|1.||"Evolved as One"||3:13|
|2.||"It's a M.A.N.S World!"||0:54|
|7.||"Uncertainty Blurs the Vision"||0:40|
|9.||"Retreat to Nowhere"||0:30|
|10.||"Think for a Minute"||1:42|
|11.||"Display to Me…"||2:43|
|12.||"From Enslavement to Obliteration"||1:35|
|13.||"Blind to the Truth"||0:21|
|16.||"Practice What You Preach"||1:23|
|Label||Earache (7MOSH 8)|
The Curse is a free 7-inch extended play by the grindcore band Napalm Death, included in the initial copies of the From Enslavement to Obliteration LP, which was released through Earache Records in September 1988.
The cover uses the famous photograph of Phan Thi Kim Phuc fleeing a napalm attack, taken by Nick Ut.
Some LPs had a sticker with the following line printed on it: "We wanted to be the biggest rock band in the world and you don't do that sounding like Napalm Death" Joe Elliot (Def Leppard)
Grindcore band Sore Throat included a track called "From Off License to Obliteration" on their 101-track 1988 album Disgrace to the Corpse of Sid , also released on Earache Records.
|UK Indie Chart||1|
Scum is the debut studio album by English grindcore band Napalm Death. It was released on 1 July 1987 through Earache Records. It is widely considered a formative influence on the grindcore genre.
Mentally Murdered is an EP by the English band Napalm Death, originally released in 1989. It was later included on the Harmony Corruption CD and the Death by Manipulation compilation album. On this EP the band's migration to death metal territory is more readily evident than in its previous album. It is the final recording with Bill Steer and Lee Dorrian, who simultaneously departed the band due to musical and personality differences.
Mass Appeal Madness is an EP by Napalm Death. It was released in 1991 on Earache Records and is dedicated to the memory of Roger Patterson, a member of the death metal band Atheist who died in the same year.
Cathedral were a doom metal band from Coventry, England. The group gained attention upon release of its debut album, Forest of Equilibrium (1991), which is considered a classic of the genre. However, the band's sound evolved quickly and began to adopt characteristics of 1970s metal, hard rock and progressive rock. After releasing ten full-length albums and touring extensively for over two decades, Cathedral broke up after the release of The Last Spire in 2013.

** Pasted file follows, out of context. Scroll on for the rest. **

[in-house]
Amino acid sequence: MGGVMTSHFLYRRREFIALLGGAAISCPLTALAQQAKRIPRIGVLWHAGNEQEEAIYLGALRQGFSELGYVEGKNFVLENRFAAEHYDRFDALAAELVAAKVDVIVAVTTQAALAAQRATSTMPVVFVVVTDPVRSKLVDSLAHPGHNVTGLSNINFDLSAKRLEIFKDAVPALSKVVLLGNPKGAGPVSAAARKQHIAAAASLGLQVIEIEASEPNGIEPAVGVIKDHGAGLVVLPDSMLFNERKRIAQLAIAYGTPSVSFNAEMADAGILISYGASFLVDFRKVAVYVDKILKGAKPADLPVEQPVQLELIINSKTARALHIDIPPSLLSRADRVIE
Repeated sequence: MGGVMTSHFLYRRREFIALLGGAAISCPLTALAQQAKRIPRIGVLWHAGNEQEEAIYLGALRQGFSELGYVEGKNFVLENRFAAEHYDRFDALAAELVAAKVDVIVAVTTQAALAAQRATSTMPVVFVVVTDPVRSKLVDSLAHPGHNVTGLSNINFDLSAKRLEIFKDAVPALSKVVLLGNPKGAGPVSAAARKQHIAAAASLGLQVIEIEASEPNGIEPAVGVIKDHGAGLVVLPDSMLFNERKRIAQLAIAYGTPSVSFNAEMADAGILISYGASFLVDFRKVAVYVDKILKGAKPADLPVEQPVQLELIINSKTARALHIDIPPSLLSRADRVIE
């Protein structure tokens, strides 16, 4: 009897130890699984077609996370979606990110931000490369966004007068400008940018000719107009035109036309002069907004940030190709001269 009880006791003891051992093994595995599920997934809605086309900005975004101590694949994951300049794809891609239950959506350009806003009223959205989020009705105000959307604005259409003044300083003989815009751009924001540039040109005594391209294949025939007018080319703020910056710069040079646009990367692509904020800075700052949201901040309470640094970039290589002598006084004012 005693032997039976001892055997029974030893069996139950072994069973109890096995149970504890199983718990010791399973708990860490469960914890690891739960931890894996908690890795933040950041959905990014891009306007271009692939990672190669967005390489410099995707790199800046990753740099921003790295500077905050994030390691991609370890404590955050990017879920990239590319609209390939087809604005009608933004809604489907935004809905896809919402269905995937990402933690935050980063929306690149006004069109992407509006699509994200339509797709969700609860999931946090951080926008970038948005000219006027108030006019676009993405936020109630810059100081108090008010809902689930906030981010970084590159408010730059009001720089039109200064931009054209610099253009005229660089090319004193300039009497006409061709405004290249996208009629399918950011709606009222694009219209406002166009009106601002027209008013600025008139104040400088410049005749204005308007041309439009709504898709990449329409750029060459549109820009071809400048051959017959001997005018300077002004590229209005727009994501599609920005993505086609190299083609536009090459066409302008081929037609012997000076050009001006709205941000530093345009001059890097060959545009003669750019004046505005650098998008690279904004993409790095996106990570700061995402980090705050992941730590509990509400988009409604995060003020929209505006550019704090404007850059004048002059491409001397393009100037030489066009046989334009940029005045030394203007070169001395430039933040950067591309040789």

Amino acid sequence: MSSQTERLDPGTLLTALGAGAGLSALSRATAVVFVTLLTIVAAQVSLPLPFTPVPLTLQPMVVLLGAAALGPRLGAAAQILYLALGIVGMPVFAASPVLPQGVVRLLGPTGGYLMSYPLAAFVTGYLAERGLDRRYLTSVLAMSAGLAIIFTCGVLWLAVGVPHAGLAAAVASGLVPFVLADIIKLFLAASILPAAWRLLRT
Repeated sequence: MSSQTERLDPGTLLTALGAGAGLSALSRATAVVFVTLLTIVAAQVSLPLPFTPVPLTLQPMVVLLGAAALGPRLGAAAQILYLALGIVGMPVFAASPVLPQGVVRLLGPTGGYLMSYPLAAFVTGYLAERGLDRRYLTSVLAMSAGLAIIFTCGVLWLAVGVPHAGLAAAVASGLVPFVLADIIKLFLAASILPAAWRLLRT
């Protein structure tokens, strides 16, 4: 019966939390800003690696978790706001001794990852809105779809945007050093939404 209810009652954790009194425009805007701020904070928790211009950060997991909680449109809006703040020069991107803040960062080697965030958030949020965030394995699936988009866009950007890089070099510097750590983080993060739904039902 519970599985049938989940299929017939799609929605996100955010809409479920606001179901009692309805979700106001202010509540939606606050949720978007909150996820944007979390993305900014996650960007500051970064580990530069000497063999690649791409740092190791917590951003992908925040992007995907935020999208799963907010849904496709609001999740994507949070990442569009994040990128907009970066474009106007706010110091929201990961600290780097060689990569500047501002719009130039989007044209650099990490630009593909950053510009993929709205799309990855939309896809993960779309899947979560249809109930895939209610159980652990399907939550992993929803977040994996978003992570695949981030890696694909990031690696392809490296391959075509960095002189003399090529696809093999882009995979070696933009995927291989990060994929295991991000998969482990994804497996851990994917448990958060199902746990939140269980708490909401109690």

Earache Records is an independent record label, music publisher and management company founded by Digby Pearson, based in Nottingham, England with offices in London and New York. It helped to pioneer extreme metal by releasing early grindcore and death metal records between 1988 and 1994. The label roster has since diversified into more mainstream guitar music, working with bands such as Rival Sons, The Temperance Movement, Blackberry Smoke and The White Buffalo. The company also hosted the 'Earache Express' stage at Glastonbury Festival in 2017 and will be hosting 'The Earache Factory' at Boomtown Fair 2018.
Shane Embury is a British bassist and, since 1987, a member of grindcore and death metal band Napalm Death.
Venomous Concept is a hardcore punk band formed by Kevin Sharp of Brutal Truth and Shane Embury of Napalm Death in 2004. Sharp and Embury were joined by Danny Herrera and Buzz Osborne, who was later replaced by Danny Lilker. They have released three albums: Retroactive Abortion (2004), Poisoned Apple (2008), and Kick Me Silly VCIII (2016). They have also released two split albums: one with Japanese grindcore band 324 (2006), and the other with Australian extreme metal band Blood Duster (2008). The band's name is a play on Poison Idea, in the style of name-mangling Japanese hardcore acts.